Practicing yoga helps me so much in feeling good and strong when I go hike and backpack. Even more, it helps me recover faster so that I can get out on the trail more often. Personally, when I hike, I like to be on the trail at sunrise and I tend to push my hikes so long that the only thing I’m doing afterwards is opening up a cold one. I find that focusing on my yoga and stretching on my non-hiking days works best for me, but you absolutely can add this routine before or after you hike.
Yoga is not about being flexible in body. It’s more about being flexible in mind. Don’t limit yourself by being too atttached to what your poses look like. Use the time on your mat to connect with how your body feels and letting go of the ruminating thoughts that might be weighing your down.
Not Just For Hikers
While this yoga sequence is great for hikers, it’s greatness lies in the fact that it targets the muscles of the outer hips, hip flexors, and the chest. If you read my blog Train for a Strenuous Hike, you’ll see how the repetitive nature of walking and stepping up causes a shortening in the hip flexors and often a rounding through the upper back causing shortening in the chest and shoulders.
But so does sitting, especially sitting in front of a computer or even sitting on the couch staring at a phone.
This sequence is great for anyone who finds themselves spending a lot of time in a seated position. As a blogger myself, this is my go-to yoga flow because no matter how much I try to change positions while working, I’m still spending an obscene number of hours in hip flexion with rolled in shoulders and a forward head.
Before I get into the best yoga poses for hiker, here a few quick reminders when practicing yoga:
The breath matters more than the form
The biggest benefit you can get from yoga is learning to breathe deeper. When holding these poses, it’s important to only go so deep that you can still regulate your breath work. If you find yourself struggling to breathe deeply or holding your breath, you are going too far.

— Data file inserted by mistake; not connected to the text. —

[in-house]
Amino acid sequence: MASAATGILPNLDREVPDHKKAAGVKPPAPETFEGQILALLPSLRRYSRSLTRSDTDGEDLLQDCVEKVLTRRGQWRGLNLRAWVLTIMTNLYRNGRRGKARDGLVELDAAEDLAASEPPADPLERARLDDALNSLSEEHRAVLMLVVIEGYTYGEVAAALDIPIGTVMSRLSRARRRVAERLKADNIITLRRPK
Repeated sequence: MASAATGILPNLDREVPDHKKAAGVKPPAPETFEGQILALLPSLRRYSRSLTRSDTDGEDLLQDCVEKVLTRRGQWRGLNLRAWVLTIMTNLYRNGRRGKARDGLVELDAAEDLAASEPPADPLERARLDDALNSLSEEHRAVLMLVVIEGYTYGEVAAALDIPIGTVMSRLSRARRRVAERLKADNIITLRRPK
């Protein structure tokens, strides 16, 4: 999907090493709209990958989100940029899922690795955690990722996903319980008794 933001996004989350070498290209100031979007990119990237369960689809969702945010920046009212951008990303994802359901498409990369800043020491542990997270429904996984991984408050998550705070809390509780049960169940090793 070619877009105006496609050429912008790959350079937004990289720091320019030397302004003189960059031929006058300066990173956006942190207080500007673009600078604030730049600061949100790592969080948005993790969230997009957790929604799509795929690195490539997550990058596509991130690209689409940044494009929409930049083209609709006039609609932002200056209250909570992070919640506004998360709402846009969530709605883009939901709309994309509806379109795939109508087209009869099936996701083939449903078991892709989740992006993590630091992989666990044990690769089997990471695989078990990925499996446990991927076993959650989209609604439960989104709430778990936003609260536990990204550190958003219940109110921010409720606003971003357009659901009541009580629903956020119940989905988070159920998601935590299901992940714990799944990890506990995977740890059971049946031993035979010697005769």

Steady the breath
Seal the lips and breathe slowly through your nose taking about 5 seconds on the inhale and matching it with 5 seconds on the exhale. On the exhale, think about releasing tension and relaxing the muscles. With practice, you will feel like the breath is helping you melt into each posture.
When we hike (myself included), we tend to let our posture slump. The shoulders roll forward, the neck drops down to keep and eye on the trail, and our lower backs tend to arch. When doing these postures, think about these postural tips:
- Align the ears with the shoulders
- Draw the shoulder blades down your back and towards each other
- Keep the spine long especially through the neck
- Lift the chin slightly
- Draw the belly in toward the spine
Open and Twist
The repetitive hip flexion and the weight of a heavy backpack tends to cause your chest, hip flexors, and quads to tighten up. Also, the side to side movement of the hips and spine while you are hiking make the paraspinals (the muscles on the side of your spine in your lower back) have to work hard. My favorite yoga postures involve a lot of hip and chest openers with lots and lots of twisting to counteract this natural swagger while I’m on the trail.
These are advanced postures so please go into them slowly and be mindful of your breath when holding them.
Make It Flow
I’ve linked these poses together to create a full practice for you. The poses are sequenced to help you twist and untwist the spine and to alternate stretching different muscle groups. You should feel amazing by the end!
Yoga for Hikers: Hips + Chest Sequence
Yoga pose 1: Angled Child’s Pose
- Starting on your knees, bring your toes to touch
- Take your knees out wide
- Drape your belly on your thighs and extend your arms out in front of you
- Hold here first to connect with your breath
- Walk your hands off your mat to the left side
- With some pressure in your left hand, try to press your right hip onto your right heel more
- Hold for 5 breath cycles before switching sides
- Then, step forward with your right foot and go through pose 2-8